This article is a follow-up of a previous article I wrote, 11 Tips for making a fun platformer. Once again, this article focuses on platformers, but the philosophy behind each idea can be applied to any type of game, whether 2D or 3D. This time there are a few more practical tips.
1. Keep the camera simple
The most simple (and best) camera is the one that always keeps player in the middle of the screen. This gives the player equal time to react to objects appearing from the left and right edges of the screen. The camera stops moving when the player reaches the edge of the level. For example, if the player reaches the left edge of the level then the camera stops moving left. It will continue to follow the player horizontally when the player moves away from the left edge of the level.
An optional addition is to make the camera look ahead in the direction the player is moving. For example, when the player runs right then the camera shows more of the level on the right side of the player, so he can see ahead. When he stops moving then the camera slowly moves to position the player in the middle of the screen.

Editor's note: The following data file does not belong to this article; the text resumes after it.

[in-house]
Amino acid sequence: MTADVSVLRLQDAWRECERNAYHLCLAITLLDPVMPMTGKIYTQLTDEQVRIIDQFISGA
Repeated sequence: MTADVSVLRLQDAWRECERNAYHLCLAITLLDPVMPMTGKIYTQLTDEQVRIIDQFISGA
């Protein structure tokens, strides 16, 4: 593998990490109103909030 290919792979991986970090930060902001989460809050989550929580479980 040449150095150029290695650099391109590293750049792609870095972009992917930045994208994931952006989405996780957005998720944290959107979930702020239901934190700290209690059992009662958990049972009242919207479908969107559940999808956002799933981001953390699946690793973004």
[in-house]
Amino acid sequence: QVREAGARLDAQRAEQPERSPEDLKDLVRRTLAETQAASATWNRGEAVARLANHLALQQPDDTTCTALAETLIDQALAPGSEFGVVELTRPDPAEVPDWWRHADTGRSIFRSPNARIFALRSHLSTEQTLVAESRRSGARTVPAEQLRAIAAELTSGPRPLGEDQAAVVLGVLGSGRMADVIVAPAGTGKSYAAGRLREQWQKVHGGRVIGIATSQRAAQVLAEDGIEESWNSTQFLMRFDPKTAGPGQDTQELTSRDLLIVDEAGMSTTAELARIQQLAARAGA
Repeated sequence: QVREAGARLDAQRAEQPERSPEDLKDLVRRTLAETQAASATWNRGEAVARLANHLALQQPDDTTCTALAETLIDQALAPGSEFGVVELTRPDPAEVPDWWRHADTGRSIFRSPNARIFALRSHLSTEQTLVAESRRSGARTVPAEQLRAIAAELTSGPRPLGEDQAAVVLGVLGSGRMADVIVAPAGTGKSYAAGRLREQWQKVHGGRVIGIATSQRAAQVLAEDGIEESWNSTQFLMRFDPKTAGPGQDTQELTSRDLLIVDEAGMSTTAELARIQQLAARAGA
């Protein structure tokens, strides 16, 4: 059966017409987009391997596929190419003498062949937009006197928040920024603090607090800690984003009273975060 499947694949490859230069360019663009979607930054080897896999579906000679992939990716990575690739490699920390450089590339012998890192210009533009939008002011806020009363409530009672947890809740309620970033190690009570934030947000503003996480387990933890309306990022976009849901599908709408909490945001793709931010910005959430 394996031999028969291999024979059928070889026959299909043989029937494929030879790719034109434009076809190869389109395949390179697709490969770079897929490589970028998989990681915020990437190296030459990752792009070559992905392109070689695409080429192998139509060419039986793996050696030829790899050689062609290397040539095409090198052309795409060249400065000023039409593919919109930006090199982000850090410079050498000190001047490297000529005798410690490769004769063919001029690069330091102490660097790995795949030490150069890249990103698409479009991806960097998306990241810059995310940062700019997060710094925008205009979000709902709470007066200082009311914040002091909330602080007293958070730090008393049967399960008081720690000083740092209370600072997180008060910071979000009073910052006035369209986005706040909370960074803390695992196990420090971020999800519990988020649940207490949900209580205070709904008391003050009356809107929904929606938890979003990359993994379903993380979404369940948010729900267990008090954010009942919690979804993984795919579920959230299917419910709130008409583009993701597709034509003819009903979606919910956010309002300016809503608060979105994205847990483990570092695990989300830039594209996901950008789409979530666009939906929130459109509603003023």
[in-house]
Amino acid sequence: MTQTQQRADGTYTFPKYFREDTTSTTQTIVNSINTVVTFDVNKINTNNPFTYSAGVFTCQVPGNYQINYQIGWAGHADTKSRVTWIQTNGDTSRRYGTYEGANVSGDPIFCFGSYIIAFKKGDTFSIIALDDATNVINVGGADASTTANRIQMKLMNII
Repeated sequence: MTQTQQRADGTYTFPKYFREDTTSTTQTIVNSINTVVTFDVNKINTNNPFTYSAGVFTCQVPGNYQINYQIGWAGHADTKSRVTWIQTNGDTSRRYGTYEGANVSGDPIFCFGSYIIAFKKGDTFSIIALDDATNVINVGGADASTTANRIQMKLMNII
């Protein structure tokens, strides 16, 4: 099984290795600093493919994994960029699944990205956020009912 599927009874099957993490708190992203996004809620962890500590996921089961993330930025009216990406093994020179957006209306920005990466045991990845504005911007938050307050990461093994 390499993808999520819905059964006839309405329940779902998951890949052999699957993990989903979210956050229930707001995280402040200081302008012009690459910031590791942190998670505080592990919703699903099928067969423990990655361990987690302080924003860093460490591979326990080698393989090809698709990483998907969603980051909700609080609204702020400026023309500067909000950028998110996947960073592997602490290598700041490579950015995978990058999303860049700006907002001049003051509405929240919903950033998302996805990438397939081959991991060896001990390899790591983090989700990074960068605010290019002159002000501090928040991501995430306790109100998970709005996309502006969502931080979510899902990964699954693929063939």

Ideally, the player should not be aware of the camera.
2. Allow the player to move in the air when jumping
The player should have at least the same manoeuvrability when he is jumping through the air, as he has when he is running on the ground.
This means that he should move left or right at the same speed, and be able to shoot or use items with the same ease as when he is running.
3. Make it easy to climb ladders
Allow the player to be able to shoot or use items while he is on a ladder.
At any time the player should be able to jump off the ladder by pressing the jump button. He can also fall off the ladder when he moves all the way to the left or right and no longer touches the ladder.